Vessel – Order of Noise

Doing this album justice is hard. It’s a great album. 

The opener ‘Vizar’ begins with airy, ambient sounds with melodious bass notes. There are some interesting sounds on here already, intricately textured synths and a lovely vocal feature that enters and drops from the steadily de-shrouding track which ends little pre-maturely, but it doesn’t matter too much because of what it is followed by. ‘Stillborn Dub’, despite the name is a slick track with atmospheric, dark notes that get drawn out throughout the track. This album, throughout, is beautifully produced and composed, nothing is rushed on here. This is a stunning track, the moody, echoing sounds are tied with these deep, hidden percussive hits that morph into muted bass notes and a distant snare crash. Pretentious as it is to say it, this track is graceful. The range of sleek, slick sounds and vocal samples will just draw you in under its spell.

‘Images of Bodies’ begins with a thick bass wobble and tape loop followed by a cold, brittle hi-hat alongside some opaque pitch bends and hollow bass runs. This synchs into one sexy house track. Every sound that features and gets dropped in on the top of this track is perfectly rendered fitting with the rest of the work. The bass work is stunning as an ever-present groove and shift. ‘Silten’ is a less subtle, the main beat is comprised of some bright sounding drum taps that build in complexity with subtle hand-claps. The melody on here is balanced nicely, it falls into the groove but is recognisable building on the dark, moody atmosphere, and there could even a xylophone in there with the waves of sound that push this track along.

‘Lache’ has a more abstract beat and the synth sits higher in the mix. The vocal samples used percussively make Vessel’s work on here genuinely interesting because he uses them as hooks. The scattering of carefully places industrial sounding notes – which sound similar to a thumb piano make this track as danceable as it is listenable. Based on what is in the track so far, this should be minimal but there is whole new progression halfway through. The thumb piano melody returns though and works on top of a more distinctive beat but then heavier synths take over, pushing the previous sounds to one side, then the first kick beat of the album appears. There is more structural movement in this track, more tension and a careful blending of sounds. Vessel works with a limited pallet, i.e. he uses the same materials to produce an underlying order to his work and it has come out very well on here.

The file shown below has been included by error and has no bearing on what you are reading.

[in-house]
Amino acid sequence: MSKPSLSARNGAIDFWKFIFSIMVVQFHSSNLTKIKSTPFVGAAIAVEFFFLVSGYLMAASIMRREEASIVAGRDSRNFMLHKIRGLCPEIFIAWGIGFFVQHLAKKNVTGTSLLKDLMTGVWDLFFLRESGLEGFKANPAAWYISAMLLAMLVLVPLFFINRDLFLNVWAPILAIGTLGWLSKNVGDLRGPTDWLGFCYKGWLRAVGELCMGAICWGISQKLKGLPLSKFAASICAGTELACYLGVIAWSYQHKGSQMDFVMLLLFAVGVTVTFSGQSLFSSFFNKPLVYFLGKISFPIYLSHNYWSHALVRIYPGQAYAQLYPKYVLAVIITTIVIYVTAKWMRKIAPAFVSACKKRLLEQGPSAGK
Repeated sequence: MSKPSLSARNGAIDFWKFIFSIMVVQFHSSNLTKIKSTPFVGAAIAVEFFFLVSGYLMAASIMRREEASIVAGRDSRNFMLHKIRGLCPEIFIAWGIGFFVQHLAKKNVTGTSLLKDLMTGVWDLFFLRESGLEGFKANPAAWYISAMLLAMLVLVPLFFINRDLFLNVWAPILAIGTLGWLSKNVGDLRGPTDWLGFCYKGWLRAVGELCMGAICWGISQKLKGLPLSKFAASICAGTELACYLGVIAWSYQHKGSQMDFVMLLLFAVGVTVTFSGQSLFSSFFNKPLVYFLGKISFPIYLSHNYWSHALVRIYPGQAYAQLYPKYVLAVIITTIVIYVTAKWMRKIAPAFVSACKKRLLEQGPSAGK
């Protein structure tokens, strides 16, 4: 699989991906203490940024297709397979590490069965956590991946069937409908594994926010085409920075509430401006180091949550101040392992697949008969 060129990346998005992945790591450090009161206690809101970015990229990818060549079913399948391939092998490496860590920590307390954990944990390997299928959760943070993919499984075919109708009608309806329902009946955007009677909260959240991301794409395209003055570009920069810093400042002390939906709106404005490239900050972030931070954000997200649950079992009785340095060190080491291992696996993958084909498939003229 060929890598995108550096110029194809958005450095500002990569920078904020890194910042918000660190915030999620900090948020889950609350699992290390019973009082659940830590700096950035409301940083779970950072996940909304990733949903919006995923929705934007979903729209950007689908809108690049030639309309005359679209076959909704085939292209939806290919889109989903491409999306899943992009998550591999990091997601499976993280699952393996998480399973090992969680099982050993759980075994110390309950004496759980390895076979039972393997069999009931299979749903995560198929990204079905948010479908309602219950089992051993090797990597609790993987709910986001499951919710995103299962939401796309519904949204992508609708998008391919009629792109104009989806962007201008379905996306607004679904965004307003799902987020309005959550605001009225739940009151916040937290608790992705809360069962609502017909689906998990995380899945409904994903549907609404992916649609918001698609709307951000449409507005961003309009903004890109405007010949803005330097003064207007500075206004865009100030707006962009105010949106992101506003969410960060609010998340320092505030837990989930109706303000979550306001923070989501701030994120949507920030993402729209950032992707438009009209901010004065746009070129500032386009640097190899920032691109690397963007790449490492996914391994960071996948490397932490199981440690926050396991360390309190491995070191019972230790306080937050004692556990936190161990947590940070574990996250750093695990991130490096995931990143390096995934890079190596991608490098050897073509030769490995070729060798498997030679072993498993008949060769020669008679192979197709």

‘Aries’ keeps the thud of a kick drum but heavily compressed under breezy, dreamy textures. The main feature is a dark, muffled but tonal bass line that works with a gentle shaker and light hi-hat hits. There are some samples of bamboo and sparkling synths that chime through the soundscape that Vessel creates.

‘2 Moon Dub’, blends industrial sounds with notes played on panpipes with a sound range that feels dated, but not in a bad way. The synth bass is taught and the sudden chords that get dropped in bring memories of synth sounds that could be heard in early boom-bap hip-hop records.  Where ‘2 Moon Dub’ was quite light on percussion it is defined by percussion on ‘Scarletta’ defines it largely with staccato drum pattern. The use of noisier textures help to develop a greater sense of space in this track, there are some glitchier moments on here also. But this develops into a larger drone comprised of what seem to be strings on close inspection but combined with chorus style vocals too. This track feels ancient and huge. The beat is tight though, John Carpenter would love this.

‘Plane Curves’ has been available to hear for a little while now but it’s great to hear it in its own context. There are some fairly sci-fi sounds in here, textured bass sounds that are gradually modulated and high synths that draw on the energy of the previous track. There are percussion features from metal, hollow and high toned drums too which open out into a distinctly industrial kick smash and tom beat. Some higher melodies arrive too, jazzier sounding and twinkling synths that have high over tones and counter-point. The metallic hits stay too until the end. This track has a very organic, ambient feel. This could go on so, briefly: ‘Temples’ is a return to the techno part of the album. Another distance snare hit pins down some splashing synths and noisier modulations that sit higher in the track. ‘The Court of Lions’ has a complex beat and is mainly comprised of percussive hits bar the occasional synth, but then a organ is thrown in. The last track ‘Villiaine’ ends with the same vocal features from the first track and similar subtle bass patterns but with addition cold synths. My only issue with the whole record is that there isn’t more of this final vocal feature because it’s so pretty.


It’s a great album, dark, experimental, balanced, danceable but easily listenable.


Order of Noise came out on September 24th on tri-angle records.


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